September 10, 2021 § 1 Comment

Low-cost energy lifts all boats of economic prosperity. Or on the other end of the spectrum, high-cost energy threatens to sink them, especially if prices rise suddenly. Nowhere is the positive scenario more evident than in Iceland. An otherwise resource poor country, cheap energy has elevated it to the third highest gross domestic product in the world. Unlike Norway, a country at a similar latitude, almost all produce is domestically derived. Greenhouses enabled by natural hot water operate for much of the year.

Iceland has the good fortune to be sitting on the Mid Atlantic ridge between the North Atlantic and Eurasian plates. Surrounded by volcanoes, the earth stresses are such that most eruptions are through fissures, unlike those in Hawaii and other places with typical conical protrusions with violent eruptions. Furthermore, with abundant subsurface water and high thermal gradients (subsurface temperatures that rise faster than normal with depth), hot water rises in the faults and emerges on the surface as geysers, or mere hot water lakes.  This hot water supplies heat for 90% of the homes.  It also is used to produce electricity, although in that case the water is from wells drilled a couple of kilometers. I estimate their cost to produce to be well under 2 US cents per kWh. They charge industry 5 cents and domestic users pay 13 cents. Clearly, tariffs are involved. But this compares to Netherlands and Germany at nearly 30 cents for domestic users.

A recent New York Times story reports a different scenario for the rest of Europe (yes, Iceland is in Europe) in that rising natural gas prices in Europe are slowing the post-pandemic economic recovery.  Natural gas prices are reported to have risen to USD 18 per MMBTU.  The pre-Covid 19 figures used to roughly fall out as follows: the US at USD 3, Europe at USD 9 and Japan at USD 17. The US is still low at USD 5, but that is the highest in nearly a decade. Abundant shale gas has kept the price down, but that industry has been battered by the pandemic, so is probably slow to respond to the surge. Remember also that shale gas driven low energy cost was the single biggest factor for US recovery from the recession of 2009.

What we can expect

On natural gas price, in one word: volatility*.  The USD 18 per MMBTU reported today as the spot price for Europe is probably aberrant.  The price was a third of that a few months ago. Also, most utilities operate on long term contract pricing. The high spot price is almost certainly driven by liquefied natural gas (LNG) import prices.  Drought conditions in countries such as China have reduced hydroelectric output and required augmentation with LNG powered electricity. Parenthetically, yet more evidence of impact of climate change. Usually, the spot price is determined by the price of the last cubic foot of gas imported.  For Europe, that is LNG. The winners here are the Russians with pipeline supplied gas, if the contracts allow escalators.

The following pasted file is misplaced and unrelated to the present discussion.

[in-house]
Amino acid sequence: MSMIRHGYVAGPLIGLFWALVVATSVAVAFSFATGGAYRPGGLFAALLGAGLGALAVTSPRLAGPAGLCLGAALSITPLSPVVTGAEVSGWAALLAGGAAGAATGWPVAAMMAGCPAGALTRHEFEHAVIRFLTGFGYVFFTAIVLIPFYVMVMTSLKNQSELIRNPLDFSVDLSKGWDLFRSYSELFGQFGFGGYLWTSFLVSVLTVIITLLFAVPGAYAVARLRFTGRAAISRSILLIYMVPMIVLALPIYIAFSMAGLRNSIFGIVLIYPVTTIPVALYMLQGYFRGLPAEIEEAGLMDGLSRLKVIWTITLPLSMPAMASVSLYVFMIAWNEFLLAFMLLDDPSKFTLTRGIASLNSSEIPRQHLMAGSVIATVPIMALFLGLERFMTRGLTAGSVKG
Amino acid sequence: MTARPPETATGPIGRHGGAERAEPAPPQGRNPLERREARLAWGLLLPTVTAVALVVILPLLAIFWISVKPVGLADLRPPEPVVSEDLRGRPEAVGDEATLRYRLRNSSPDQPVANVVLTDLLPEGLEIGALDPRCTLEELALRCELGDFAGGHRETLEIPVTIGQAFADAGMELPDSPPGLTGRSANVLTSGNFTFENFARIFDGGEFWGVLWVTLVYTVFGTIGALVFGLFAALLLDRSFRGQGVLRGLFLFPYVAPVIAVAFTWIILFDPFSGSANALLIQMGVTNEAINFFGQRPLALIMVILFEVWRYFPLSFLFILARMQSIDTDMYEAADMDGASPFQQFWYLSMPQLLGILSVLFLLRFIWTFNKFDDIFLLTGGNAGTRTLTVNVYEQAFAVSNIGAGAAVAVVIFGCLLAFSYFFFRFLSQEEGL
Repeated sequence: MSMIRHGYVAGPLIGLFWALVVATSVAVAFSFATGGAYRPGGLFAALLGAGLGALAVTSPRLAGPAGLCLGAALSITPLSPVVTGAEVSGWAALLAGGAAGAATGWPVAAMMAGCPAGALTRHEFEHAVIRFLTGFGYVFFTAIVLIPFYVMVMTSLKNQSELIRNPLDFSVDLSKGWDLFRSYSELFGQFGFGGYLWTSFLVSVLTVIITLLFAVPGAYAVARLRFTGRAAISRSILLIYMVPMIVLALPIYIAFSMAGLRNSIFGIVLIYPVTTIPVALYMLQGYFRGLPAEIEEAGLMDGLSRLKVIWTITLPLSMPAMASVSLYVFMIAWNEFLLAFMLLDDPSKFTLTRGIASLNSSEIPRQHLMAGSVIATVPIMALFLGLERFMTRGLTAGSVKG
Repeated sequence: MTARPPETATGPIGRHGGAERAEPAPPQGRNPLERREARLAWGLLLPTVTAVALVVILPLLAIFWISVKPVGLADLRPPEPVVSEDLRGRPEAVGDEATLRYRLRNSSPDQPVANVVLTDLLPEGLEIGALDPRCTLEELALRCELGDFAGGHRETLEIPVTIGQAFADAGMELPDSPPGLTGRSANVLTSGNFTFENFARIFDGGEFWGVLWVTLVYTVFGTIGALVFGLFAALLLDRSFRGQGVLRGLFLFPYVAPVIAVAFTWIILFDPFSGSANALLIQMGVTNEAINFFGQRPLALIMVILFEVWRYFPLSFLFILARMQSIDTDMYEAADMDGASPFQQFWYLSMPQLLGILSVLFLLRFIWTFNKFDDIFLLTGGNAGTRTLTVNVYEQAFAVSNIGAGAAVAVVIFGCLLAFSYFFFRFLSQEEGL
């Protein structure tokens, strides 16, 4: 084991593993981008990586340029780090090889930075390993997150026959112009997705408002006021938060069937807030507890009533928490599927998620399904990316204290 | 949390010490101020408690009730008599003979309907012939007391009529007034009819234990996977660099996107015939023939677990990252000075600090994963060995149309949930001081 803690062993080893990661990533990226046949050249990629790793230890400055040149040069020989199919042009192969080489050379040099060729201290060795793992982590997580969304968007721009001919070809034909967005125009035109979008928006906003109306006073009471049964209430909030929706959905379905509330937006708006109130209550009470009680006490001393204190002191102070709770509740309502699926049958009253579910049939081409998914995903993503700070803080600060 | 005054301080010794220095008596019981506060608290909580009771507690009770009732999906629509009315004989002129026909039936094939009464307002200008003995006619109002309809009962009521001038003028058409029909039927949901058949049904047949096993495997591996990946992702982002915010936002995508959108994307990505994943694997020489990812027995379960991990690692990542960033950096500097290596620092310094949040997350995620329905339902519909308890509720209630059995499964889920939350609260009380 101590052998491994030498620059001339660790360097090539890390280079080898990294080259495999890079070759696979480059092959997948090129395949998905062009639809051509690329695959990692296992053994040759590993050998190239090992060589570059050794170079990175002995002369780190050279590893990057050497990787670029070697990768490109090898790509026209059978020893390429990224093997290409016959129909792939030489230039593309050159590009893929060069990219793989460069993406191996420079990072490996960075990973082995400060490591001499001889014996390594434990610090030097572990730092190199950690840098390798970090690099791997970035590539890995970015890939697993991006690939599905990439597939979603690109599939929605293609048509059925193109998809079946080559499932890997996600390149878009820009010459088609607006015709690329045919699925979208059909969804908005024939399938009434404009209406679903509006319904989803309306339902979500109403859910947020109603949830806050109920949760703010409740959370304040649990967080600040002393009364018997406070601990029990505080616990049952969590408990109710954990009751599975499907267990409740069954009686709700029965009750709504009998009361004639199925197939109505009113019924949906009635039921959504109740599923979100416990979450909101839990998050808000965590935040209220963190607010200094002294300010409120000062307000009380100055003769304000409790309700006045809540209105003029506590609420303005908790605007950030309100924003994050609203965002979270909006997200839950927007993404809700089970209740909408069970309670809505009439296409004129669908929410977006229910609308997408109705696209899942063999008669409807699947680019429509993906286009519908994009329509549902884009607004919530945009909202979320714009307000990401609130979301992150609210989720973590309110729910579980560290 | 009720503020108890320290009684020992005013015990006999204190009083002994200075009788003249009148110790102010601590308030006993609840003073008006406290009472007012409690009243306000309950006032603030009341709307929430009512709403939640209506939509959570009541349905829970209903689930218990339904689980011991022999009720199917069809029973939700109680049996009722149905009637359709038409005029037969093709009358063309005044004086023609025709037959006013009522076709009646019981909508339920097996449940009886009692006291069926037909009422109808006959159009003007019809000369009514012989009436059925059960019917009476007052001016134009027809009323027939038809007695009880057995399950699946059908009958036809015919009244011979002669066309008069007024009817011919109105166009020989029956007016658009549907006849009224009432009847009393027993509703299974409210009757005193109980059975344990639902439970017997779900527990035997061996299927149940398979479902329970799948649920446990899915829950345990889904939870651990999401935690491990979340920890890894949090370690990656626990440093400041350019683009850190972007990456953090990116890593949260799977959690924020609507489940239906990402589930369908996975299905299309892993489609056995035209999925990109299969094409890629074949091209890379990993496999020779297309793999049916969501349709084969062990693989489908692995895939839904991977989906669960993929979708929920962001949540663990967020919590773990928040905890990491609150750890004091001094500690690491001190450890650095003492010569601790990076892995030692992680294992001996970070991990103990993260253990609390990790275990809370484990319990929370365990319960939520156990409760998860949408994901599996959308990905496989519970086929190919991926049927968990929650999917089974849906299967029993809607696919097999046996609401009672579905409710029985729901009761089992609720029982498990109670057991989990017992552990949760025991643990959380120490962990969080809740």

Again, most LNG contracts are long term and pegged to the price of oil.  In the US, most (all?) are based on the Henry Hub spot natural gas price.  It is multiplied by 1.2 and liquefaction cost of USD 2.50 is added to it. Today at USD 5 prices, LNG would be at USD 8.50, a far cry from the spot price in Europe of USD 18.  And so it goes in the commodity trading market.

I would expect US shale gas drilling to pick up in response to the price.  The smaller players, who are fewer yet after bankruptcies last year, will respond. Now that so many properties are in the hands of the major oil companies, expect their response to be more measured.  In any case, I expect US prices to stabilize and there is no serious risk of prices rising to the point where coal has a resurgence. Unlike in the case of oil, all gas pricing is regional. LNG is the only means of transport between regions and it adds a cost of somewhere between USD 3 and 4 to the produced gas price.

The experts are predicting a colder than normal winter.  If that transpires in Europe, the proverbial Katie will have to bar the door on natural gas prices.

Vikram Rao

September 9, 2021

*Everybody look what’s goin’ down from “For What It’s Worth” by Buffalo Springfield (1967), written by Steven Stills.



  • Abe Palaz says:

    Hi Vik
    I agree with your assessment. I think the US policy makers as well as the entire educated world somehow got in to competition to beat the fossil fuels without being discrete. No viable renewable is available at the scale and space in the world today and any potential infrastructure is far from being ready. In absence of such replacement of fossil fuels, killing them all without being discrete is unintelligent and the world will be paying a price for that. We shall all see!
    Abe Palaz
    BELKA Energy Resources LLC

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